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Black Diamond Talon Hook


Talon Hook

The Black Diamond Talon is three hooks in one. This amazing hooking option is suited for big wallers and those bolting on lead. The Talon's dual-base design provides exceptional stability. Since the rock will often break under pressure of a hook before the hook pops, it's important to maximize hook-to-rock contact area. The tripod design provides optimal hook-to-rock contact. Flat, chiseled points offer exceptional bite in rock. Each blade has a different dimension, offering hook placements from bat-hook (3/16in) size to half-inch. -Vendor

  • Item #BLD0750

Claimed Weight
Manufacturer Warranty
1 year

Tech Specs

What do you think about this product?


>Rating: 4

I Hope To Never Use These!

Got these for an emergency pot hole escape kit. I hope I will never have to use them, but they will go down almost every canyon with me. If you plan on going down slots that have even the possibility of pot holes get a few an learn how to use them. But never drill unless you have exhausted EVERY other option. In the mean time, it will hold my hammock up on my porch!

>Rating: 5

3 hooks on one device

I've put it through the wringer

need I say more. These are great for aid and route development.

>Rating: 5

Don't forget the backup plan!

I've used it once or twice and have initial impressions

I bought a couple of these hooks in preparation for my trip to Neon canyon. I did not need to use it, but my experience in the semi-keeper in neon made me happy I had brought a back up plan. In a situation where 6-8 feet of slick, overhung, sandstone stands between you and freedom, hooks may be exactly what is necessary. These babies are sharp! To protect my gear I wrapped these around old webbing. I wouldn't send a technical canyon with keeper potholes without these! Don't loose em in a keeper!

>Rating: 5

So good I got it again!

I dropped one of my 2 talon hooks in a cold murky pothole and couldn't find it so I bought another one! I will be more careful next time ;)


How To: Hook Out Of A Pothole in Imlay Canyon

Here is a little video I put together from doing Imlay Canyon in Zion National Park in Southern Utah. There is not a lot of Hooking videos on YouTube so I decided to make one. This was my first time hooking out of a pothole and I thought it was the funnest part of the canyon!

>Rating: 4


I bought 2 of these for pothole escapes while canyoneering. I haven't had the opportunity to use them yet, but it's nice to have them ready for when that time comes when the pothole it a little too big and a potshot just won't work. These are a lot heavier than I expected (They are made of steel), and are very sharp. If anyone knows of a good way to haul these around without the sharp ends cutting up your webbing and whatnot let me know! :)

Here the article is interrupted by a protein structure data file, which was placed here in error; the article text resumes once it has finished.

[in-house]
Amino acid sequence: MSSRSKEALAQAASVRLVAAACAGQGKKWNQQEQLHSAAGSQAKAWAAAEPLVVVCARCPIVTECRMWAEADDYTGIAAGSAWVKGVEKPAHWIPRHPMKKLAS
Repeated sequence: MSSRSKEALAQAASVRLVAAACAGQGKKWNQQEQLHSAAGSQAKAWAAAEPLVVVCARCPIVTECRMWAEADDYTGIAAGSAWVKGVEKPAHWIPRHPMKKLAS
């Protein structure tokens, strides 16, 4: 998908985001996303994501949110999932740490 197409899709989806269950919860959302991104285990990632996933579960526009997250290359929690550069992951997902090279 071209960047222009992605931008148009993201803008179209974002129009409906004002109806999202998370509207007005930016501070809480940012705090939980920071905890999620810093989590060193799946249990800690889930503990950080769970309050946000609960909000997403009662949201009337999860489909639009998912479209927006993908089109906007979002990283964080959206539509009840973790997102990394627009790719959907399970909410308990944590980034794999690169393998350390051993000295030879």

webbed to go

>Rating: 5

Good for when the going gets tiny

The three prongs of the Talon not only provide stability, but each point has a different configuration, so you can latch on to small, medium or large rock nubbins. The smallest point is optimized for hooking into 1/4 drilled holes, which is common on Big Walls or with Canyoneering. Talons are specialized pieces of climbing equipment, but for those who are going into that type of terrain, they work great.

>Rating: 5

Like the tripod!

The design of the Talon is very good and promotes stability. I'm not an aid climber so I haven't used this the same way others have. I keep this in my canyoneering pack as a back-up in case I need to aid out of a keeper hole. Luckily, I'm yet to put it to the test in an emergency but have found it to very stable in practice.

>Rating: 5

talon is great

it is a three micro hooks in just one device. it is very stable beacuse it acts as a tripod.compared to the other devices on my rack , the talon is that one which is mostly used when i do aid climbing .


I just got one of these and it turned out to be much smaller than I expected. 1/2 inch webbing won't thread through the center hole. Any suggestions on what material to use to sling it? I considered blue water ropes titan cord but I'm not sure if that's best.


I understand these are very sharp, what would be a good way to store these without them cutting into my other equipment?

Jerem, I keep my hooks in an old chalk bag attached to my harness. Besides keeping other equipment and your body safe, keeping Talons, Cliff Hangers, etc. in a sack stops them from getting tangled up in your other gear, or hooking onto something while you're climbing / rappelling / bushwhacking (inevitable when they're racked on your harness). Cheers


Are you ship to Brasil?

Are you ship to Brasil?

Sim, eles mandam pro Brasil, mas fica esperto que o imposto que vc paga quando o equiamento chega � quase o pre�o de outro equipamento. se vc acha que vale a pena, manda ver. d� uma olhada nesse site pra mais info. http://www.receita.fazenda.gov.br/aduana/rts.htm